Thursday, February 19, 2009

My Favorite New Feature of MySQL 5.1: Less InnoDB Locking

MySQL 5.1 has a lot of nice new features, partitioning, event scheduler, dynamic logging, etc... Most of these require changing some application code or design logic to make use of them. However, there is a few new features that almost every user of InnoDB can take advantage of right away and that is the ability to set MySQL so that less locking is required for many statements in InnoDB. There are a few changes which make this possible.

The first one is the new auto_increment locking for InnoDB. There is a good article which talks about this here and a large section the in the manual.

In MySQL 5.0 and previous, InnoDB used a special query-duration table level lock to acquire the AUTO-INC lock. This basically caused all inserts into the same table to serialize. With single row inserts it normally wasn't too bad but could prevent some scalability with multiple threads inserting. However, where it was quite bad was large data insertions, such as INSERT...SELECT and LOAD DATA INFILE. While these were running, all other insertions into the table would be prevented due to this table level lock.

MySQL 5.1 has changed this behavior. There is a new option innodb_autoinc_lock_mode which controls how InnoDB will handle this. The default is a value of 1 which works well if you are doing only inserts where MySQL knows the amount of rows being inserted. For example, a single row insert or a multi-row insert would be fine in this mode. In these cases, it will use a very short term mutex which will be released immediately after acquiring the needed values. It should remove all contention issues if you are using only these statements.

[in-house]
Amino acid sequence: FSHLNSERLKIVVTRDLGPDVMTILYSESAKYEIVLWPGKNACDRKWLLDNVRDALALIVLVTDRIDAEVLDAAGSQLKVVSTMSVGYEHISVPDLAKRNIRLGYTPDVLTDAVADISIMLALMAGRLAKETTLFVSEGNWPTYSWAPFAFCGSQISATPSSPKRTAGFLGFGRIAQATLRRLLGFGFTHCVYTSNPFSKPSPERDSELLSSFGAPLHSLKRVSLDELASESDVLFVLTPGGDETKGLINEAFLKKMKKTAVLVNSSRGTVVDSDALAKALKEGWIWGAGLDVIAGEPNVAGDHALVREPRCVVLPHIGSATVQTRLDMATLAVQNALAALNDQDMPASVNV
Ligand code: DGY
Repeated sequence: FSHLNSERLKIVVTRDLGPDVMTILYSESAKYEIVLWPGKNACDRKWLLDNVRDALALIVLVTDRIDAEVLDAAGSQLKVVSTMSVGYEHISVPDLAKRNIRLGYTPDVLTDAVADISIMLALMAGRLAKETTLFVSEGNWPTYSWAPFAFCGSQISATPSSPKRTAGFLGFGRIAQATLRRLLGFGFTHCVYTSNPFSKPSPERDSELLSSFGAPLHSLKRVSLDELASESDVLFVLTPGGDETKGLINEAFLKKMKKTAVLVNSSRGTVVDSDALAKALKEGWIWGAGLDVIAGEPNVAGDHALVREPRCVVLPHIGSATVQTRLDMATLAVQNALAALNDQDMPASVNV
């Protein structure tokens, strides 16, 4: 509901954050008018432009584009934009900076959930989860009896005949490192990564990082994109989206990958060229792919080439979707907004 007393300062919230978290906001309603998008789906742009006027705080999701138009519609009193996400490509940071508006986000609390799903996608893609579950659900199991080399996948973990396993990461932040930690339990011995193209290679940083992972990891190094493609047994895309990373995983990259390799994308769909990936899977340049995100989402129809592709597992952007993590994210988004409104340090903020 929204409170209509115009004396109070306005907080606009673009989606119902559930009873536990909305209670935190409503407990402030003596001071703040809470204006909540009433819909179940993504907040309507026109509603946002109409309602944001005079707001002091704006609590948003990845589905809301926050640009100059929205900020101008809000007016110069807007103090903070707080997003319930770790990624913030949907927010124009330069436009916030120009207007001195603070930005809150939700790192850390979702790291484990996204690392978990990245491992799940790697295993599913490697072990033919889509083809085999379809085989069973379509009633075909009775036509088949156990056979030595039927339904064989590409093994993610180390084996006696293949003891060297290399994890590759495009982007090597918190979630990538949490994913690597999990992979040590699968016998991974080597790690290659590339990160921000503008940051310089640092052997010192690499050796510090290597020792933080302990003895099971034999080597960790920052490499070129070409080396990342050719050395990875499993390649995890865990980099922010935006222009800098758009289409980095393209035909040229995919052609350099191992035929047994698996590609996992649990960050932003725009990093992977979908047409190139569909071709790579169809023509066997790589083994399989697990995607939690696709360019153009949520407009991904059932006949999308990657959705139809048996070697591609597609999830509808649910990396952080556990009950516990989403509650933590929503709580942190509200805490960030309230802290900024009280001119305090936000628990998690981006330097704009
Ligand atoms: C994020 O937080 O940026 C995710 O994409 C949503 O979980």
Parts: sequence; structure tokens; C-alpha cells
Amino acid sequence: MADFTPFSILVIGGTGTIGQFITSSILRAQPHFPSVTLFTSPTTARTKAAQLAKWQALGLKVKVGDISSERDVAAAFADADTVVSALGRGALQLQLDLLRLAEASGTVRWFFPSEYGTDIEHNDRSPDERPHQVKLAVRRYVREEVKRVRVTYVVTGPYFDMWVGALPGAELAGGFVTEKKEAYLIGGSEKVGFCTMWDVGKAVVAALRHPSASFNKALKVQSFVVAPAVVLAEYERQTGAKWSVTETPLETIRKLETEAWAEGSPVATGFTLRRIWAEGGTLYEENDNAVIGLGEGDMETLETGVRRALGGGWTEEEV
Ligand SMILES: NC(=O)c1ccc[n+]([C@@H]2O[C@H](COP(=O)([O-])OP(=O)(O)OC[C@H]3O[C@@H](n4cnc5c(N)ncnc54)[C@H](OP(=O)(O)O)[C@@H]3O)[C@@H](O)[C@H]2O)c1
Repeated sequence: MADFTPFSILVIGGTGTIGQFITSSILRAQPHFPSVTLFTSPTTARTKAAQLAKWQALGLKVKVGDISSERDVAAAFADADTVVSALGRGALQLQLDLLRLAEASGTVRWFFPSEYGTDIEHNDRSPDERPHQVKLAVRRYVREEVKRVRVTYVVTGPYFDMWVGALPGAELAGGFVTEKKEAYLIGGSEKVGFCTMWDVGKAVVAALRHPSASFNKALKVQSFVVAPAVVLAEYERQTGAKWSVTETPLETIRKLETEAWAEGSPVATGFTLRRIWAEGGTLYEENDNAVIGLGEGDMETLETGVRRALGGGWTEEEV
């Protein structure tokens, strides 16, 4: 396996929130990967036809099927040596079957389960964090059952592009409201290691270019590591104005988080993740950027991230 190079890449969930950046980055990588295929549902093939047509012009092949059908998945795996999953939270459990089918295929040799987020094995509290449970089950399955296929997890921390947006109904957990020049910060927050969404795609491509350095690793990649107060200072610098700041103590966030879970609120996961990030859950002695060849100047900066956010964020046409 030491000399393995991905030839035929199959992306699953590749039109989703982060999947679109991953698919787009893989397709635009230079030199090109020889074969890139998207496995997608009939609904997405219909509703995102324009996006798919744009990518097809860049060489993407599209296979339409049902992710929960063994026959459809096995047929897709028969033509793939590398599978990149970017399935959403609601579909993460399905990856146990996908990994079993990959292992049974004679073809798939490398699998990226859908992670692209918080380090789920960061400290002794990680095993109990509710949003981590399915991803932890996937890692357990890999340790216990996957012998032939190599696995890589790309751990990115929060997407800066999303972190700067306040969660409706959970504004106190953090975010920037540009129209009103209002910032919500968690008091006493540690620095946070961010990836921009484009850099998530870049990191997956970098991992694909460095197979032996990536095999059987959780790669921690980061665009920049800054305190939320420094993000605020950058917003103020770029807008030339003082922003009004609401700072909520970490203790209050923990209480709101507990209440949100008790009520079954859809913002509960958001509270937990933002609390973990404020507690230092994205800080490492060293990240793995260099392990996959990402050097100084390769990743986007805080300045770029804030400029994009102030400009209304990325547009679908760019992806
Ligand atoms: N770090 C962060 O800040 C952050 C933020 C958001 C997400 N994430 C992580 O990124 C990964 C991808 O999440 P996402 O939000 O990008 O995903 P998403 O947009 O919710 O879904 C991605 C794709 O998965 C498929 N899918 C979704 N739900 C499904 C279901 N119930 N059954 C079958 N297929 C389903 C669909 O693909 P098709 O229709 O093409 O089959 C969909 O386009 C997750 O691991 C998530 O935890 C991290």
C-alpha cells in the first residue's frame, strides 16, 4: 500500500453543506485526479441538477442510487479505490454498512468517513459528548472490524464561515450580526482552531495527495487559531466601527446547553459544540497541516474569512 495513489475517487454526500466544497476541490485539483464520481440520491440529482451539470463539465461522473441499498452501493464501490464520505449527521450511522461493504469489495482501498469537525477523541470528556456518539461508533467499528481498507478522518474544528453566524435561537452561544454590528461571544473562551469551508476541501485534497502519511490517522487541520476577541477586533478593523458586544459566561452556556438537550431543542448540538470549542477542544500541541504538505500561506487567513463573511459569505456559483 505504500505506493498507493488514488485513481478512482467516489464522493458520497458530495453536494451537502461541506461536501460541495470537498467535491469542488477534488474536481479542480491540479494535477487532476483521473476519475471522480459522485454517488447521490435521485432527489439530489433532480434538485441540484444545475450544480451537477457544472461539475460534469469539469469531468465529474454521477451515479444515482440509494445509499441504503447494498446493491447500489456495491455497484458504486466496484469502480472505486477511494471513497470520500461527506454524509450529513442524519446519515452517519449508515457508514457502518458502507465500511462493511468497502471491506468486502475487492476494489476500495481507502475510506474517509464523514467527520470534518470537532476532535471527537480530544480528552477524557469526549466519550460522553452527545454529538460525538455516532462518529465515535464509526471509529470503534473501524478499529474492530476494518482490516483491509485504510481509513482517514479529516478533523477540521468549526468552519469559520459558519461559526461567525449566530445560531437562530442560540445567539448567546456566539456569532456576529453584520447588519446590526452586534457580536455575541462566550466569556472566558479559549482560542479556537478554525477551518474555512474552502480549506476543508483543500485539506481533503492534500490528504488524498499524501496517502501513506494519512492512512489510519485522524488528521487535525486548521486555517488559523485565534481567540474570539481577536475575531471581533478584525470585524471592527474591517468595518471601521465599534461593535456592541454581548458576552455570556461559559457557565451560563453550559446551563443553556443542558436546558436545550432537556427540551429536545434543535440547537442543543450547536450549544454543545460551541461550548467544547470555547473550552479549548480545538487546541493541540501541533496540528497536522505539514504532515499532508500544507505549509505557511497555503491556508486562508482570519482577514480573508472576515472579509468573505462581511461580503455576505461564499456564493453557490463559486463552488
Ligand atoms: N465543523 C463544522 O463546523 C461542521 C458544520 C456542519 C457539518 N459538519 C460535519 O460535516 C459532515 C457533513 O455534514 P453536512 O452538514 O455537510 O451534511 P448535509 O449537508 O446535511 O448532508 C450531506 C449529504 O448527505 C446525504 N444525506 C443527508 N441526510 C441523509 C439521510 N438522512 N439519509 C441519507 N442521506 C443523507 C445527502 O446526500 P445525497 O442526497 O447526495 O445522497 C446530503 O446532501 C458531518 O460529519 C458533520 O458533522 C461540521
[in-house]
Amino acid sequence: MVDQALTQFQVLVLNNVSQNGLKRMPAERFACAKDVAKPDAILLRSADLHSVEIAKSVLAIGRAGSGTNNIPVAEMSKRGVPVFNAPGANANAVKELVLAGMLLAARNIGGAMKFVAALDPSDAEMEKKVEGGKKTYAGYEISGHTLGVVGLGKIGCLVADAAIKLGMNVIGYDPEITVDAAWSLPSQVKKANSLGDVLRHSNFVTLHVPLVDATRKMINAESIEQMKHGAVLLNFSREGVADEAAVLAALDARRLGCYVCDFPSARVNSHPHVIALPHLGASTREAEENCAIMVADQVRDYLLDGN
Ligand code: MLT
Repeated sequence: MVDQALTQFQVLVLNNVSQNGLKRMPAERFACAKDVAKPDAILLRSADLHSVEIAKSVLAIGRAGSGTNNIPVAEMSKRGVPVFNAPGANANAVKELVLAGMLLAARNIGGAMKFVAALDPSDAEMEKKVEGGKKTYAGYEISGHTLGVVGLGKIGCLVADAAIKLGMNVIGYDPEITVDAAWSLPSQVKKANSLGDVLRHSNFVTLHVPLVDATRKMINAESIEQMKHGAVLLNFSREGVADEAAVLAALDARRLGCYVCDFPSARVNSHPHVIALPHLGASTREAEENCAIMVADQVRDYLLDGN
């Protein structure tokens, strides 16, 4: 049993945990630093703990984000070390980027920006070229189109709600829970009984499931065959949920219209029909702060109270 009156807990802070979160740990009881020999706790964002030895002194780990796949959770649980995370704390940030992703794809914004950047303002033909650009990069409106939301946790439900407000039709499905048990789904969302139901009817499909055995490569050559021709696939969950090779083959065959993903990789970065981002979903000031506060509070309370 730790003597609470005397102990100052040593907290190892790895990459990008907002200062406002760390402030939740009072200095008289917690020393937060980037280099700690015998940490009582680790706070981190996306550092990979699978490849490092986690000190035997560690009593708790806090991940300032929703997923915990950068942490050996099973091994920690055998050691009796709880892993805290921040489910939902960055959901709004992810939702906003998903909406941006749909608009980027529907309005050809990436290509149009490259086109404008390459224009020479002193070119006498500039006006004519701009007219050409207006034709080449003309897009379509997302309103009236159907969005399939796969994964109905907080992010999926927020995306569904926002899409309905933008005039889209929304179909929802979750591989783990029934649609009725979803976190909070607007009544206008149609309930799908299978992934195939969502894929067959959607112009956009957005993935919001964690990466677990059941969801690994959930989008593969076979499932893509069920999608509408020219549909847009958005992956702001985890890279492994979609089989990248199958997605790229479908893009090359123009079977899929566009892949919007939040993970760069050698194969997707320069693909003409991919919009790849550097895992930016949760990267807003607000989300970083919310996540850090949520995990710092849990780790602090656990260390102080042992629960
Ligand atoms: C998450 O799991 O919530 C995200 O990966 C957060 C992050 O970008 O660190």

Statements where the number of rows being inserted are unknown, such as INSERT...SELECT and LOAD DATA INFILE both still use the AUTO-INC table level lock for this and will cause other single row statements to lock on it. To fix this you need to set innodb_autoinc_lock_mode=2. This will make each row in these long running statements get a new value, rather than holding it for the duration. The problem with this is that now the values generated won't be consecutive anymore. Other transactions could grab values to use in the middle of the sequence.

For some applications this might be a problem (but shouldn't if you are just using the auto_increment for uniqueness). The other issues comes from the binary log. In statement level binary logging, the auto_increment starting point is logged and then the statement. However, since it is no longer consecutive, the slave can't create the appropriate values and replication will break. The solution to this also comes in 5.1 in the form of row level binary logging. You can enable all row based binary logging and it will then handle this without issue.

So to summarize, to pretty much completely remove auto_increment locking in InnoDB, you will need to set both innodb_autoinc_lock_mode=2 and binlog_format=row.

There is a second locking improvement in InnoDB related to the row level binary logging. To enable this, you will need to use READ COMMITTED isolation level. When you do this in 5.1, you will then cause InnoDB to reduce locking for DML statements a great deal. It will not lock any rows searched upon, but not changed with the DML statements.

In older versions every row that was searched in a data changing statement would be locked. For example, take the following statement:
DELETE FROM tbl WHERE key < 1000 AND non_key = 500